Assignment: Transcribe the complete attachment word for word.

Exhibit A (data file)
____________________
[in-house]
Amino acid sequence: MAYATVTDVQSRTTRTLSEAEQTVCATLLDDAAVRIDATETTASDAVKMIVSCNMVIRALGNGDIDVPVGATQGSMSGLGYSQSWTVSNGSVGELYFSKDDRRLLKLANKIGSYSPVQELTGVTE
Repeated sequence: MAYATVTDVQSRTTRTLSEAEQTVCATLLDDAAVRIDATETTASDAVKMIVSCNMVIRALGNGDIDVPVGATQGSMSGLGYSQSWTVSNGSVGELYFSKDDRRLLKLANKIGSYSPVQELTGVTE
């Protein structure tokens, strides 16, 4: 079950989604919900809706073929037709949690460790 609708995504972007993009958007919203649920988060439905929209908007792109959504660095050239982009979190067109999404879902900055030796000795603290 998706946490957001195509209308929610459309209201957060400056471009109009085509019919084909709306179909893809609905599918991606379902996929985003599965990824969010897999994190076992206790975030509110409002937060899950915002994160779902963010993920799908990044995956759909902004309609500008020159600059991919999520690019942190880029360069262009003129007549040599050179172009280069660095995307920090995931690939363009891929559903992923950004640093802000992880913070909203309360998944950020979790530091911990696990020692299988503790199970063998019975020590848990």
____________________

[in-house]
Amino acid sequence: MAYATVTDVQSRTTRTLSEAEQTVCATLLDDAAVRIDATETTASDAVKMIVSCNMVIRALGNGDIDVPVGATQGSMSGLGYSQSWTVSNGSVGELYFSKDDRRLLKLANKIGSYSPVQELTGVTE
Repeated sequence: MAYATVTDVQSRTTRTLSEAEQTVCATLLDDAAVRIDATETTASDAVKMIVSCNMVIRALGNGDIDVPVGATQGSMSGLGYSQSWTVSNGSVGELYFSKDDRRLLKLANKIGSYSPVQELTGVTE
């Protein structure tokens, strides 16, 4: 079950989604919900809706073929037709949690460790 609708995504972007993009958007919203649920988060439905929209908007792109959504660095050239982009979190067109999404879902900055030796000795603290 998706946490957001195509209308929610459309209201957060400056471009109009085509019919084909709306179909893809609905599918991606379902996929985003599965990824969010897999994190076992206790975030509110409002937060899950915002994160779902963010993920799908990044995956759909902004309609500008020159600059991919999520690019942190880029360069262009003129007549040599050179172009280069660095995307920090995931690939363009891929559903992923950004640093802000992880913070909203309360998944950020979790530091911990696990020692299988503790199970063998019975020590848990």